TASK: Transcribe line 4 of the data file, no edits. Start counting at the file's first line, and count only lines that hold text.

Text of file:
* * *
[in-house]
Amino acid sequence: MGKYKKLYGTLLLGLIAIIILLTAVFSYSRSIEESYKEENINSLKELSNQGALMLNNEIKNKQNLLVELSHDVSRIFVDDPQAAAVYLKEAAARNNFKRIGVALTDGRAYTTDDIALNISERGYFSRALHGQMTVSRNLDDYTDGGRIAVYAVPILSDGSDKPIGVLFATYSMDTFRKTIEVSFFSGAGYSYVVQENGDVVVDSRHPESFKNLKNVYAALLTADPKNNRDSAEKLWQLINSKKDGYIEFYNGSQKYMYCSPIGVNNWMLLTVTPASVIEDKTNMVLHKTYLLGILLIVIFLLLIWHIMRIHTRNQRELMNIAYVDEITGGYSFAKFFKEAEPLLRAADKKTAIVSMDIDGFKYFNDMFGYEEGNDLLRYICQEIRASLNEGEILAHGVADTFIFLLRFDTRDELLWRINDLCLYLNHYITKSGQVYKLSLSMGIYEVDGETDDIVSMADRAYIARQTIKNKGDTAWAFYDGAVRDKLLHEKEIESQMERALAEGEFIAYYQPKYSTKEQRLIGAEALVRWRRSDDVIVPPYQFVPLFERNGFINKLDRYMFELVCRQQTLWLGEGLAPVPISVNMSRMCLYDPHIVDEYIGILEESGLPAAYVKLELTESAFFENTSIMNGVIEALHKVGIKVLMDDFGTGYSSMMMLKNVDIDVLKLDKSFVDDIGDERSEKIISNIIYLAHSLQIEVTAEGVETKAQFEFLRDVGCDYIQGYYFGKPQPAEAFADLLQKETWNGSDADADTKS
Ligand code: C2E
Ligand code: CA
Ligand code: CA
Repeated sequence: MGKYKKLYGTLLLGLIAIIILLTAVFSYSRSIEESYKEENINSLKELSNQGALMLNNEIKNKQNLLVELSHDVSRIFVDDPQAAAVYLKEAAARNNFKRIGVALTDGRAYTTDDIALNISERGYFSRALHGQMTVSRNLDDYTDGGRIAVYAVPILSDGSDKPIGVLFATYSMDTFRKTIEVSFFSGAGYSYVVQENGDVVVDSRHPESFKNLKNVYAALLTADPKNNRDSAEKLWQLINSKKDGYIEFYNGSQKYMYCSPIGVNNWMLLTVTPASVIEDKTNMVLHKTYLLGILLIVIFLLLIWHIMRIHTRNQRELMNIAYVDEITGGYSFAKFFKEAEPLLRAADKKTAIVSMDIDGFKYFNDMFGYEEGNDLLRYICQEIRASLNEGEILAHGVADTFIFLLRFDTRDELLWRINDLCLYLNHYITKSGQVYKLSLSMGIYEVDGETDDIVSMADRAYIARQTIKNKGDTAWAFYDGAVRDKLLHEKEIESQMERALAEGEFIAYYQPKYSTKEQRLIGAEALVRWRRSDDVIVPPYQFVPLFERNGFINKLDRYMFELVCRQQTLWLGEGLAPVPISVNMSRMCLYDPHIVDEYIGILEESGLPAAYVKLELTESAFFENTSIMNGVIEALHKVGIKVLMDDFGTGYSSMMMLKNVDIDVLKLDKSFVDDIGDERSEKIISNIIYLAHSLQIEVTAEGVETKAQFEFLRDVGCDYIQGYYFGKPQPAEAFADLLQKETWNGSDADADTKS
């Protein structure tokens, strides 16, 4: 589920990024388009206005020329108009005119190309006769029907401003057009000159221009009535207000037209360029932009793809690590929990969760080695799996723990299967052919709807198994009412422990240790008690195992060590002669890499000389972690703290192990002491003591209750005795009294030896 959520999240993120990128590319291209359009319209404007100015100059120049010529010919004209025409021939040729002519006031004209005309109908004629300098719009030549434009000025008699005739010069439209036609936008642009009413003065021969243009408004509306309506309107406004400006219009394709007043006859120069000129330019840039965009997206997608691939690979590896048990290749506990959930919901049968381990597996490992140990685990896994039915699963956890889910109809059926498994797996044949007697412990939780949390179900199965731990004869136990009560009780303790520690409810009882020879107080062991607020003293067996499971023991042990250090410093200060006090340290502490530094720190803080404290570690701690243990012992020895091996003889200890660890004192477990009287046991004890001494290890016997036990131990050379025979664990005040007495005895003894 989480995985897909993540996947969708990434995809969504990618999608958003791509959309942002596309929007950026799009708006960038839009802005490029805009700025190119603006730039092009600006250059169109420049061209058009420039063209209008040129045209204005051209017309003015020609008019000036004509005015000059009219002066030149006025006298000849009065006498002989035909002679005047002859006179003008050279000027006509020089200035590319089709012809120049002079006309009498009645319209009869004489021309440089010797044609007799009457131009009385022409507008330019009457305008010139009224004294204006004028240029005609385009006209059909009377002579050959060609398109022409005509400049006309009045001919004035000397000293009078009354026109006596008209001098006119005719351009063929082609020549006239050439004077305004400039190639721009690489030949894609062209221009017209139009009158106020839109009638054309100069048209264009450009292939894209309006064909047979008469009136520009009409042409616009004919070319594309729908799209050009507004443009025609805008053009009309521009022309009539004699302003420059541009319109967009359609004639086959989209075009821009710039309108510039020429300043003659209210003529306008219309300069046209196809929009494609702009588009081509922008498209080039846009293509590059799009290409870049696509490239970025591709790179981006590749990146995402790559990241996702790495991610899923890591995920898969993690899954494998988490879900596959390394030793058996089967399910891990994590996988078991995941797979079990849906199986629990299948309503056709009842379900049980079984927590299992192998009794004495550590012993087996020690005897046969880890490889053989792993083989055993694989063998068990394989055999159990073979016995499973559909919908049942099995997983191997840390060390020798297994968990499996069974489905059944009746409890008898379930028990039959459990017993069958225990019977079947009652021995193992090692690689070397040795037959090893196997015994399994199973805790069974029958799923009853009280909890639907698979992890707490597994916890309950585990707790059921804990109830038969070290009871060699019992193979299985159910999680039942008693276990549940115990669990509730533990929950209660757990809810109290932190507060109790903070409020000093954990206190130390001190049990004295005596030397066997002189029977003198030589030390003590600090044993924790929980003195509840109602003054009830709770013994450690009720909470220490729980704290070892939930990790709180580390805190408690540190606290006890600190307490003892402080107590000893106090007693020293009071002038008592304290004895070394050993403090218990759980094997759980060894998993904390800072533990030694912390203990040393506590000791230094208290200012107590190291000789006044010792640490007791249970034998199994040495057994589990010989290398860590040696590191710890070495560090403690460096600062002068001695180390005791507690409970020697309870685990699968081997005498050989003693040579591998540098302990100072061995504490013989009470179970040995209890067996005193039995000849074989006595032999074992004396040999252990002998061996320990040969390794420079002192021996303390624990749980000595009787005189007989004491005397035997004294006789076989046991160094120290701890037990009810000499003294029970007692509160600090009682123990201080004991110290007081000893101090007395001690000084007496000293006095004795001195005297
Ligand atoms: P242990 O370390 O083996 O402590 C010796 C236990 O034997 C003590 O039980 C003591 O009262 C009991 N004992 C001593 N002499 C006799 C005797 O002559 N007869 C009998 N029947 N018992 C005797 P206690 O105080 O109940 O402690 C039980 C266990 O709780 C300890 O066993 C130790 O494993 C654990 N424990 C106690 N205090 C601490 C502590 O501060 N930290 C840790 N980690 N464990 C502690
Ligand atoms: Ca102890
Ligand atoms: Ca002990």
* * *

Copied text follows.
Ligand code: CA